Inequality, debt and growth shows that low to middle income households were reliant on borrowing to fund much of their spending for more than a decade before the financial crisis. The report reveals the full extent of the increase in borrowing and deterioration in household savings rates in the run up to the 2008/09 crisis, with the poorest 10% outspending their income by 40% by 2007. Given only a minority of the poorest are homeowners paying off their mortgage, it is highly unlikely this was counterbalanced by an increase in housing wealth.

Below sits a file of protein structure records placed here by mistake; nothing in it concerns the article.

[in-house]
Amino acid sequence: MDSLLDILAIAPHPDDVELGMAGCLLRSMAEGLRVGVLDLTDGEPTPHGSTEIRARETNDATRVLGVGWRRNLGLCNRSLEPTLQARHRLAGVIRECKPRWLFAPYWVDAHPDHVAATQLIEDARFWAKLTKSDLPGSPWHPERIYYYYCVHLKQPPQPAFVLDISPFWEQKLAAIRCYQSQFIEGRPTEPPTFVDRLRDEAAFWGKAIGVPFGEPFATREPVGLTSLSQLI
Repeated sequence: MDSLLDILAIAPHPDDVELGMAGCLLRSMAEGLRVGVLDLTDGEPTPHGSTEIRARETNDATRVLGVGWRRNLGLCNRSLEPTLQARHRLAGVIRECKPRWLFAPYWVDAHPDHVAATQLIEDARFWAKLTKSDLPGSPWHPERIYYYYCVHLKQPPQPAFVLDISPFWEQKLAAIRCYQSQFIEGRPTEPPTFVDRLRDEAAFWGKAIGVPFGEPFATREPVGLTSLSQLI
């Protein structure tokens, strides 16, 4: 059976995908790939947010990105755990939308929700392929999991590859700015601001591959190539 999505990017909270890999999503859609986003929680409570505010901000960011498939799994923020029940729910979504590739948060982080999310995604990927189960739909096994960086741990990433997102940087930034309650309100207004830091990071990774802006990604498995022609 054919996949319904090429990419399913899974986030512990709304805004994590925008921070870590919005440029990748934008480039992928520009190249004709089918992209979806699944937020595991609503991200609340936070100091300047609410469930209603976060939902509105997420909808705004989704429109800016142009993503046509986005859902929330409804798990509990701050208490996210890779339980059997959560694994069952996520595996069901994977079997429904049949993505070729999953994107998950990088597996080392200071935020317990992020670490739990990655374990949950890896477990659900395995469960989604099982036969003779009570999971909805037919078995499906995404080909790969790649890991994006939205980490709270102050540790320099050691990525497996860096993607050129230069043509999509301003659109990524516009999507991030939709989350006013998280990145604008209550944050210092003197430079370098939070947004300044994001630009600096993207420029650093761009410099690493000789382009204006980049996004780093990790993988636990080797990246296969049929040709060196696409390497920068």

The report, authored by the National Institute for Economic and Social Research, found that over the 10 years 1997-2007, spending grew faster than incomes across all households, but for the poorest groups this was much more pronounced. For the bottom 10%, incomes grew by 17% while spending grew by more than twice as much (43%). Even middle income households found themselves falling behind, with incomes growing by 33% and spending growing by 46%, resulting in a negative savings ratio for a full ten years before the crash. The highest income households also saw their incomes grow by less than their spending over the period but still retained a positive - although declining - savings ratio.